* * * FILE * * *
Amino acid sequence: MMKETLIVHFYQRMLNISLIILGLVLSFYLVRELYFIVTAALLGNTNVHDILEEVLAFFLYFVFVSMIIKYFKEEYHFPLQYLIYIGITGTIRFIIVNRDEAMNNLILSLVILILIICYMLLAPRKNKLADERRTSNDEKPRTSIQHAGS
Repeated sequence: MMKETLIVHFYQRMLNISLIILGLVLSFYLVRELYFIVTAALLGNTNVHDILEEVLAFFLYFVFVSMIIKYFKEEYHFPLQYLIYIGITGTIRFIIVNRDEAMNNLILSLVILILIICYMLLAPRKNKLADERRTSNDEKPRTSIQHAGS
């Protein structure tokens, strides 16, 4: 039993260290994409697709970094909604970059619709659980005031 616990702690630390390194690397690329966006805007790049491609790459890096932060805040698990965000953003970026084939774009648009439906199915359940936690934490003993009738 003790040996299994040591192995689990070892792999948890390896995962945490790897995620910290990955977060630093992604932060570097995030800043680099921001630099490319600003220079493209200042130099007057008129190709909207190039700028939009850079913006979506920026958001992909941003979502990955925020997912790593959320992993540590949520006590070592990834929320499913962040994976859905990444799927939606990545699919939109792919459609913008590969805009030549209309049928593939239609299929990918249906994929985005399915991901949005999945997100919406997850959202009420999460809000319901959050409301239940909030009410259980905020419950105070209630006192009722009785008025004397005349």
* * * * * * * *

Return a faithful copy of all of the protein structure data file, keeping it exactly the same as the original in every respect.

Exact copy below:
Amino acid sequence: MMKETLIVHFYQRMLNISLIILGLVLSFYLVRELYFIVTAALLGNTNVHDILEEVLAFFLYFVFVSMIIKYFKEEYHFPLQYLIYIGITGTIRFIIVNRDEAMNNLILSLVILILIICYMLLAPRKNKLADERRTSNDEKPRTSIQHAGS
Repeated sequence: MMKETLIVHFYQRMLNISLIILGLVLSFYLVRELYFIVTAALLGNTNVHDILEEVLAFFLYFVFVSMIIKYFKEEYHFPLQYLIYIGITGTIRFIIVNRDEAMNNLILSLVILILIICYMLLAPRKNKLADERRTSNDEKPRTSIQHAGS
């Protein structure tokens, strides 16, 4: 039993260290994409697709970094909604970059619709659980005031 616990702690630390390194690397690329966006805007790049491609790459890096932060805040698990965000953003970026084939774009648009439906199915359940936690934490003993009738 003790040996299994040591192995689990070892792999948890390896995962945490790897995620910290990955977060630093992604932060570097995030800043680099921001630099490319600003220079493209200042130099007057008129190709909207190039700028939009850079913006979506920026958001992909941003979502990955925020997912790593959320992993540590949520006590070592990834929320499913962040994976859905990444799927939606990545699919939109792919459609913008590969805009030549209309049928593939239609299929990918249906994929985005399915991901949005999945997100919406997850959202009420999460809000319901959050409301239940909030009410259980905020419950105070209630006192009722009785008025004397005349």